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Indiana Supreme Court Affirms Sentence after Botched Jailbreak

The Supreme Court of Indiana per curiam affirmed in July 2012 the 47-year sentence of Appellant Roger Bushhorn resulting from an attempted escape from county jail. Bushhorn and two other prisoners, James Smith and Ryan Renfroe, fashioned homemade knives from clothes hangers and got the midnight shift guard to open a cell door so they could use the restroom. They overwhelmed the guard, 54 year old Vicki Day, took her keys and chemical agent container, and used her radio to notify the control room that if they did not open the door to their area of confinement that they would kill Officer Day.

The door was not opened and Smith began stabbing Day. Shortly thereafter two guards rushed the three prisoners and were themselves overcome, mostly by the chemical spray, and then handcuffed. Then numerous guards entered the area and took the three prisoners into custody.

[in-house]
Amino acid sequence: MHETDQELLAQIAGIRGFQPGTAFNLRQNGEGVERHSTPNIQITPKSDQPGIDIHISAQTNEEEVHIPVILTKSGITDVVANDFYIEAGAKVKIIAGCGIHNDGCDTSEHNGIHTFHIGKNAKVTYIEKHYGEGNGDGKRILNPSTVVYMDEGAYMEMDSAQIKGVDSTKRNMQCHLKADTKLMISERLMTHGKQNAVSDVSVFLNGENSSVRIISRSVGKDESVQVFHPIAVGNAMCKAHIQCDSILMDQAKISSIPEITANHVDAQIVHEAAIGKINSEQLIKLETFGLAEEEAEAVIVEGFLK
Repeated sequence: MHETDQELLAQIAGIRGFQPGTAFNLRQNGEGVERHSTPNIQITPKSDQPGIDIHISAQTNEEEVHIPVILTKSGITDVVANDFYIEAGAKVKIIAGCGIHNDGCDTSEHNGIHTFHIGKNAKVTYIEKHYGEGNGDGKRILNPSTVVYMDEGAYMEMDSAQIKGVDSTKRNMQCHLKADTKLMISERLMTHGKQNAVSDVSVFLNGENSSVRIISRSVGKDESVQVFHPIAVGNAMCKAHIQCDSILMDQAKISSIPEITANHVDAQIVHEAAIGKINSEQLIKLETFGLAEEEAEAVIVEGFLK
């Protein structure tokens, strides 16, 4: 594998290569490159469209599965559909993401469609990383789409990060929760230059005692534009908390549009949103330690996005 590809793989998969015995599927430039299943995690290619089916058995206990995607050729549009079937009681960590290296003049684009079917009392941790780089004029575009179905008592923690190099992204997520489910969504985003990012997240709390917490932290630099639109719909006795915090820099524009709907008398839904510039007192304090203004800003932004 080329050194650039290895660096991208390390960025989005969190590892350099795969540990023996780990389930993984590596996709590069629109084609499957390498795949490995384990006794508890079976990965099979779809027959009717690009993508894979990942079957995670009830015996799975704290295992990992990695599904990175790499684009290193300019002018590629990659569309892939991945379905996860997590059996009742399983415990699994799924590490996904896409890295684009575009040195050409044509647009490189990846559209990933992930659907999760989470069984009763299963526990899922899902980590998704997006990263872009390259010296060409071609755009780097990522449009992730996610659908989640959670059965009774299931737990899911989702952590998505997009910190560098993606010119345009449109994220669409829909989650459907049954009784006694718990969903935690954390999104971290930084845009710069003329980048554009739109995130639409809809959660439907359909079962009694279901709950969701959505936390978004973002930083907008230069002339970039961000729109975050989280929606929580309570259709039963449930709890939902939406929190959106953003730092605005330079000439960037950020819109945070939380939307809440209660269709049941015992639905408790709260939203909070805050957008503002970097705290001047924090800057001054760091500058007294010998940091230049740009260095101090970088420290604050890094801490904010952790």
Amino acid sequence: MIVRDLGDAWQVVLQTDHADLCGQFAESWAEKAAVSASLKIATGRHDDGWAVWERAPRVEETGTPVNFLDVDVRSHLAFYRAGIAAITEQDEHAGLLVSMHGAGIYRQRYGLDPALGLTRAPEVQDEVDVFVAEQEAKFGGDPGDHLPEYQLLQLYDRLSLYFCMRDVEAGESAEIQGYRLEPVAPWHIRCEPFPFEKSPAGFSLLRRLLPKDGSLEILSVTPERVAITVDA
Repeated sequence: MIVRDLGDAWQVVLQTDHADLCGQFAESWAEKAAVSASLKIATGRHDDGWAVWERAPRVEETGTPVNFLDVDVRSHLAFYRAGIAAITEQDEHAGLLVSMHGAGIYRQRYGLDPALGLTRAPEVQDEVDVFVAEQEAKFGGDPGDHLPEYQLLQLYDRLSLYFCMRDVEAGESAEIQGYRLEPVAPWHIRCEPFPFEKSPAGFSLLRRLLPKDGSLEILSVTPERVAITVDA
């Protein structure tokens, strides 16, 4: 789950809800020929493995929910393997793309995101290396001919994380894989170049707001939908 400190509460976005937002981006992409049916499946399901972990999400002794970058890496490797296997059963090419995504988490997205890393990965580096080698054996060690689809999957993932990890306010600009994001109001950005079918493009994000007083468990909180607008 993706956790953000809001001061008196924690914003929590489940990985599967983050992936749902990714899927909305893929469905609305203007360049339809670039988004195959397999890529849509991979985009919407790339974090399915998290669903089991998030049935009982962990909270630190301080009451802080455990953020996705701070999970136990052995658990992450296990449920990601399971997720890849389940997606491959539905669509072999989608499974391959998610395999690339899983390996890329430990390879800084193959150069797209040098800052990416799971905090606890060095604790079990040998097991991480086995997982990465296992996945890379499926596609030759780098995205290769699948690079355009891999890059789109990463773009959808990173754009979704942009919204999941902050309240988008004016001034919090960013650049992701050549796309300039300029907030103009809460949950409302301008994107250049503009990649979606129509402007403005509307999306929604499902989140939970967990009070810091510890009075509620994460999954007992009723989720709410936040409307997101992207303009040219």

Bushhorn and the other two were charged with numerous felonies including kidnapping, attempted escape and battery. Bushhorn pled guilty, not a plea bargain, to kidnapping, two criminal confinement charges and attempted escape. The court sentenced him to 35 years for the kidnapping, and enhanced sentence, six years each for the criminal confinement, the three sentences to run consecutively, and six years concurrent for the attempted escape, for an aggregate 47 year sentence, with three years suspended.

Bushhorn appealed, arguing that a substantial portion of the aggravating factors relied upon by the trial court were not adequately supported by the record, and consecutive sentencing over and above an enhanced sentence was an abuse of the court’s discretion. The court of appeals agreed, resentencing Bushhorm to all concurrent sentences, which yielded a 35-year sentence.

The state petitioned the Supreme Court of Indiana to transfer jurisdiction to their court, which was granted. Oral arguments ensued. The supreme court agreed with the state that the trial court’s sentence was neither inappropriate nor an abuse of discretion, since the offenses were committed against more than one victim.

The court affirmed the trial court’s sentence of 47 years, three suspended. See: Bushhorn v. Indiana, 971 N.E.2d 80 (Ind. 2012).

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Related legal case

Bushhorn v. Indiana